IT departments are reluctant to acknowledge it, but their users now expect the high levels of flexibility and immediacy associated with today’s leading cloud services. While forward-thinking IT managers are moving to meet those expectations and deploy more comprehensive private cloud services, they often encounter a number of unforeseen challenges—in particular building a collaborative service delivery relationship with users—as they try to balance the levels of control they are accustomed to with the many user demands they are trying to meet.
So how does an IT organization begin to offer effective cloud services without starting at square one? The answer is, they must develop a pragmatic approach to service delivery that provides tangible value quickly—even if it is narrowly focused at first.
With that in mind, here are 10 guidelines for building out practical and effective private cloud services within a traditional IT organization:
1. Start small and stay nimble: You don’t need a total IT transformation. Begin the move to cloud by pulling together a cross-functional team of individuals who know the organization but are not locked into a business-as-usual mentality. This team should be empowered to function autonomously outside of organizational stovepipes, so they can help manage the cloud transition without getting caught in needless bureaucratic hassle.
2. Work with a particular need or use case in mind: The number of business workflows and supporting applications in an IT organization can be daunting. Focus on identifying a particular need or use case that is technically well suited to the cloud model (for example, virtualized, distributed and x86-based processes) and can clearly derive benefit from the attributes of the cloud (including rapid provisioning and dynamic expansion/contraction).
3. Enlist willing business partners: A critical success factor to making a private cloud work for the business is the close alignment of cloud services with user expectations. Achieving this requires more of a peer-to-peer relationship between IT and users rather than a traditional hierarchical relationship. IT and non-IT employees need to be upfront and open about their needs and expectations.
4. Clearly define cloud offerings based on specific service attributes: Another key success factor is managing user expectations more effectively. The first step to achieving this is to identify the specific attributes of IT services—performance, availability and cost—in understandable business terms, and to compile them in a comprehensive service catalog available to all employees.
5. Define service level agreements (SLAs) based on reliable service metrics: The other essential piece of managing user expectations is spelling out clearly defined metrics and providing regular reports to users. This way, users understand clearly how IT services are provisioned and delivered, as well as the success factor.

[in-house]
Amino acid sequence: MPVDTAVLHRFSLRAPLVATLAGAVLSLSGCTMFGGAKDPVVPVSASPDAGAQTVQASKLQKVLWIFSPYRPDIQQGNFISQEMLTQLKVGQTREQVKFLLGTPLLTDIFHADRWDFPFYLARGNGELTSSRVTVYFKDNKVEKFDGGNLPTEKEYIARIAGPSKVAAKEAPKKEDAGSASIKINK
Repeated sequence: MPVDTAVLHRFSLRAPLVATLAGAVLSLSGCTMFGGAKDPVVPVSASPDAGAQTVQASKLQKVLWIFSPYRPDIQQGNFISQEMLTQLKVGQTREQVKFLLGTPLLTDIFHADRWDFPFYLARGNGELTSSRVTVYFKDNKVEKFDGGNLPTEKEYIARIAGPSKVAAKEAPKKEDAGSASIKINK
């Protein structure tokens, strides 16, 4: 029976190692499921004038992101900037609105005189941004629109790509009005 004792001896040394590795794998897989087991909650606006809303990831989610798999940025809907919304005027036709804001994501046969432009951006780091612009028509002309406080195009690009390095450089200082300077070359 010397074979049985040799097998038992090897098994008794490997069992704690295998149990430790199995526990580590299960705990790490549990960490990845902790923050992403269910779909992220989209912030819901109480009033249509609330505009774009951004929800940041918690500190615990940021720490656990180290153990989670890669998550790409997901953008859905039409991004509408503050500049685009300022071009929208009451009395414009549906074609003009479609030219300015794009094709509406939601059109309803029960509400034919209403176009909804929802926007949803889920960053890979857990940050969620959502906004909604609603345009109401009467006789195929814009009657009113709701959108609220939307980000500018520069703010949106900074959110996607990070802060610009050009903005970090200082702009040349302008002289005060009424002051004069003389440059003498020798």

6. Know your true current costs before designing your cloud: Building a cloud service that looks like [insert your favorite cloud vendor here] but without their economies of scale and commodity-based infrastructure is likely to produce sticker shock. It’s necessary to understand your real costs and adjust service capabilities and platform components to align with tolerable and realistic cost expectations.
7. Make sure your infrastructure and software platforms are current: This may be a no-brainer to some, but it’s important to point out that moving legacy environments to the cloud is not a plan for success. Achieving efficiency expectations and ensuring a manageable cloud environment with the cloud OS platforms available requires an up-to-date infrastructure that can handle the transition.
8. Select a cloud management tool that complements (not replaces) your existing infrastructure toolset: Management of cloud services requires an additional set of functions, such as automated provisioning and life cycle management, that go beyond the capabilities of traditional infrastructure management tools. Adding these functions shouldn’t mean replacing existing tools. Look to cloud management platforms that integrate with your existing tools.
9. Determine how high up the stack you want/need to go: We’ve all heard about Infrastructure-as-a-Service, Platform-as-a-Service and Software-as-a-Service. IaaS is a necessary building block for PaaS and SaaS, so it is natural to begin initial cloud efforts there, but it may be important to offer services higher up the stack as well.
10. Communicate, communicate, communicate: Having defined service catalogs, SLA-reporting and a close working relationship with IT all help to ensure good communication and close alignment with business goals. It’s important to have a strong feedback loop and not to be afraid to revise service offerings to accommodate evolving user needs. The key to cloud is agility and flexibility. The cloud team needs to be responsive to this.
It should be clear that the private cloud is much more than a group of technologies integrated together, and it’s more than just another deployment project. It requires a new way of thinking about how to deliver IT services, and takes some time to envision and plan how it will affect a particular organization and impact success. However, change is good, and by evolving to become cloud providers, IT organizations will realize levels of service scalability, flexibility and performance, as well as a closely aligned relationship with their users, that they could never before achieve.
Jim Damoulakis is CTO of GlassHouse Technologies, a leading independent provider of IT Infrastructure Services headquartered in Framingham, MA. Jim brings over 25 years of experience in systems, storage, data protection and recovery, cloud and virtualization, with a strong focus on architecting and implementing highly available enterprise IT solutions.